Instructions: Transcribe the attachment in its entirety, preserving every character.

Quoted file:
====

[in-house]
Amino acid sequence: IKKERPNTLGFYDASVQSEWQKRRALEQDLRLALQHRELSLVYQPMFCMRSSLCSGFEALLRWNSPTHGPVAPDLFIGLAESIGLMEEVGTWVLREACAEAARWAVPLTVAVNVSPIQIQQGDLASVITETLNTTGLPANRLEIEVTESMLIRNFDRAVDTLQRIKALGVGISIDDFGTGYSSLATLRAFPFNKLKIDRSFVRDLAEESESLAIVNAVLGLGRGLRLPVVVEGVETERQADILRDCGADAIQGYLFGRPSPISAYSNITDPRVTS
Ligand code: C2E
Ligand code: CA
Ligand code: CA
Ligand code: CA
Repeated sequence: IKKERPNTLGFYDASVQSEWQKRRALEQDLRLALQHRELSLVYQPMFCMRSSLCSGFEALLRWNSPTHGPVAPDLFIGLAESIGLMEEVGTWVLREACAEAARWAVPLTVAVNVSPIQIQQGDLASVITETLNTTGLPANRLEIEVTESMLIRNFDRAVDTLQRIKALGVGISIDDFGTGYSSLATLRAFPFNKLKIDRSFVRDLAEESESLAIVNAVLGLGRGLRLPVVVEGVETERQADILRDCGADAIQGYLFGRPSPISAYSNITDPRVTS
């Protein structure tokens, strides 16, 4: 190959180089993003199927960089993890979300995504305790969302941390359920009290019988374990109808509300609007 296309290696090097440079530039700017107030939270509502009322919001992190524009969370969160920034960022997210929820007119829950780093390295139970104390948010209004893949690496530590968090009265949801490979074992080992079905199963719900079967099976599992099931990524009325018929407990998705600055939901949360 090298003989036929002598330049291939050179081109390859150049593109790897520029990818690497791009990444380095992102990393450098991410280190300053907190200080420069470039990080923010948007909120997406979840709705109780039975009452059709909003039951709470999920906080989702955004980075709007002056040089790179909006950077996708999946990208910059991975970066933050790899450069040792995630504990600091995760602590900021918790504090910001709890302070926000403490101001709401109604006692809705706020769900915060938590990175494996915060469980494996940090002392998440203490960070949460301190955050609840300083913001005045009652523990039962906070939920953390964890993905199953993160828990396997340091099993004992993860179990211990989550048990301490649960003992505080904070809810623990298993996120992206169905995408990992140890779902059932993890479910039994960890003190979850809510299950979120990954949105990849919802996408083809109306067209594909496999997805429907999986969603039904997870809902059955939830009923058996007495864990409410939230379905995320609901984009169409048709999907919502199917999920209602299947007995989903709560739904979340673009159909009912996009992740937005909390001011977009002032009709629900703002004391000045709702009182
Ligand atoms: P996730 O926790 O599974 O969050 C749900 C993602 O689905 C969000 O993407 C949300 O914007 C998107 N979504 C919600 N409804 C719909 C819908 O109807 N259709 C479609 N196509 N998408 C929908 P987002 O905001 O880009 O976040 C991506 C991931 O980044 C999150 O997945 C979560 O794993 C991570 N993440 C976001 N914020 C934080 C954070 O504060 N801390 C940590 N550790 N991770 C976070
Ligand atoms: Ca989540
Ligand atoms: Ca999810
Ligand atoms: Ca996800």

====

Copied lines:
[in-house]
Amino acid sequence: IKKERPNTLGFYDASVQSEWQKRRALEQDLRLALQHRELSLVYQPMFCMRSSLCSGFEALLRWNSPTHGPVAPDLFIGLAESIGLMEEVGTWVLREACAEAARWAVPLTVAVNVSPIQIQQGDLASVITETLNTTGLPANRLEIEVTESMLIRNFDRAVDTLQRIKALGVGISIDDFGTGYSSLATLRAFPFNKLKIDRSFVRDLAEESESLAIVNAVLGLGRGLRLPVVVEGVETERQADILRDCGADAIQGYLFGRPSPISAYSNITDPRVTS
Ligand code: C2E
Ligand code: CA
Ligand code: CA
Ligand code: CA
Repeated sequence: IKKERPNTLGFYDASVQSEWQKRRALEQDLRLALQHRELSLVYQPMFCMRSSLCSGFEALLRWNSPTHGPVAPDLFIGLAESIGLMEEVGTWVLREACAEAARWAVPLTVAVNVSPIQIQQGDLASVITETLNTTGLPANRLEIEVTESMLIRNFDRAVDTLQRIKALGVGISIDDFGTGYSSLATLRAFPFNKLKIDRSFVRDLAEESESLAIVNAVLGLGRGLRLPVVVEGVETERQADILRDCGADAIQGYLFGRPSPISAYSNITDPRVTS
């Protein structure tokens, strides 16, 4: 190959180089993003199927960089993890979300995504305790969302941390359920009290019988374990109808509300609007 296309290696090097440079530039700017107030939270509502009322919001992190524009969370969160920034960022997210929820007119829950780093390295139970104390948010209004893949690496530590968090009265949801490979074992080992079905199963719900079967099976599992099931990524009325018929407990998705600055939901949360 090298003989036929002598330049291939050179081109390859150049593109790897520029990818690497791009990444380095992102990393450098991410280190300053907190200080420069470039990080923010948007909120997406979840709705109780039975009452059709909003039951709470999920906080989702955004980075709007002056040089790179909006950077996708999946990208910059991975970066933050790899450069040792995630504990600091995760602590900021918790504090910001709890302070926000403490101001709401109604006692809705706020769900915060938590990175494996915060469980494996940090002392998440203490960070949460301190955050609840300083913001005045009652523990039962906070939920953390964890993905199953993160828990396997340091099993004992993860179990211990989550048990301490649960003992505080904070809810623990298993996120992206169905995408990992140890779902059932993890479910039994960890003190979850809510299950979120990954949105990849919802996408083809109306067209594909496999997805429907999986969603039904997870809902059955939830009923058996007495864990409410939230379905995320609901984009169409048709999907919502199917999920209602299947007995989903709560739904979340673009159909009912996009992740937005909390001011977009002032009709629900703002004391000045709702009182
Ligand atoms: P996730 O926790 O599974 O969050 C749900 C993602 O689905 C969000 O993407 C949300 O914007 C998107 N979504 C919600 N409804 C719909 C819908 O109807 N259709 C479609 N196509 N998408 C929908 P987002 O905001 O880009 O976040 C991506 C991931 O980044 C999150 O997945 C979560 O794993 C991570 N993440 C976001 N914020 C934080 C954070 O504060 N801390 C940590 N550790 N991770 C976070
Ligand atoms: Ca989540
Ligand atoms: Ca999810
Ligand atoms: Ca996800």